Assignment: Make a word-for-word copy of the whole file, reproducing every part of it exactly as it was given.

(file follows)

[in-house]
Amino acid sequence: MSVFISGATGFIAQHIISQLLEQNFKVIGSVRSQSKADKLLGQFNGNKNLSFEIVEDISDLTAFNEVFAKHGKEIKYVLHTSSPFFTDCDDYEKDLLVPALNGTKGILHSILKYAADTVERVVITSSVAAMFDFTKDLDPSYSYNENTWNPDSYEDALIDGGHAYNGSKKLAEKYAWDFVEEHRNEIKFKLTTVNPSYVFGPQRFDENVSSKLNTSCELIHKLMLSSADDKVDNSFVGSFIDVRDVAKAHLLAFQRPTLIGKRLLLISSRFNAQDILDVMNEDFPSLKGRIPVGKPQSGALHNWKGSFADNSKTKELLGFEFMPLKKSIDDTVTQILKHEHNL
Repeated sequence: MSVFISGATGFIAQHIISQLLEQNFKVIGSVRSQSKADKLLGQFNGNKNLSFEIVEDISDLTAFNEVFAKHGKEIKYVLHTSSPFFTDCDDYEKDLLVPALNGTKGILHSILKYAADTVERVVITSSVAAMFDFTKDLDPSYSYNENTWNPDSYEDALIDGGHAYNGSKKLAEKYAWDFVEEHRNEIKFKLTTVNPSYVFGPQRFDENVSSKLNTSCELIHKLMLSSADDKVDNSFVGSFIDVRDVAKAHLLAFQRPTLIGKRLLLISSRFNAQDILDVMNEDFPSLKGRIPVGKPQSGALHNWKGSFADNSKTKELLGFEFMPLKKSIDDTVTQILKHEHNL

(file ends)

[in-house]
Amino acid sequence: MSVFISGATGFIAQHIISQLLEQNFKVIGSVRSQSKADKLLGQFNGNKNLSFEIVEDISDLTAFNEVFAKHGKEIKYVLHTSSPFFTDCDDYEKDLLVPALNGTKGILHSILKYAADTVERVVITSSVAAMFDFTKDLDPSYSYNENTWNPDSYEDALIDGGHAYNGSKKLAEKYAWDFVEEHRNEIKFKLTTVNPSYVFGPQRFDENVSSKLNTSCELIHKLMLSSADDKVDNSFVGSFIDVRDVAKAHLLAFQRPTLIGKRLLLISSRFNAQDILDVMNEDFPSLKGRIPVGKPQSGALHNWKGSFADNSKTKELLGFEFMPLKKSIDDTVTQILKHEHNL
Repeated sequence: MSVFISGATGFIAQHIISQLLEQNFKVIGSVRSQSKADKLLGQFNGNKNLSFEIVEDISDLTAFNEVFAKHGKEIKYVLHTSSPFFTDCDDYEKDLLVPALNGTKGILHSILKYAADTVERVVITSSVAAMFDFTKDLDPSYSYNENTWNPDSYEDALIDGGHAYNGSKKLAEKYAWDFVEEHRNEIKFKLTTVNPSYVFGPQRFDENVSSKLNTSCELIHKLMLSSADDKVDNSFVGSFIDVRDVAKAHLLAFQRPTLIGKRLLLISSRFNAQDILDVMNEDFPSLKGRIPVGKPQSGALHNWKGSFADNSKTKELLGFEFMPLKKSIDDTVTQILKHEHNL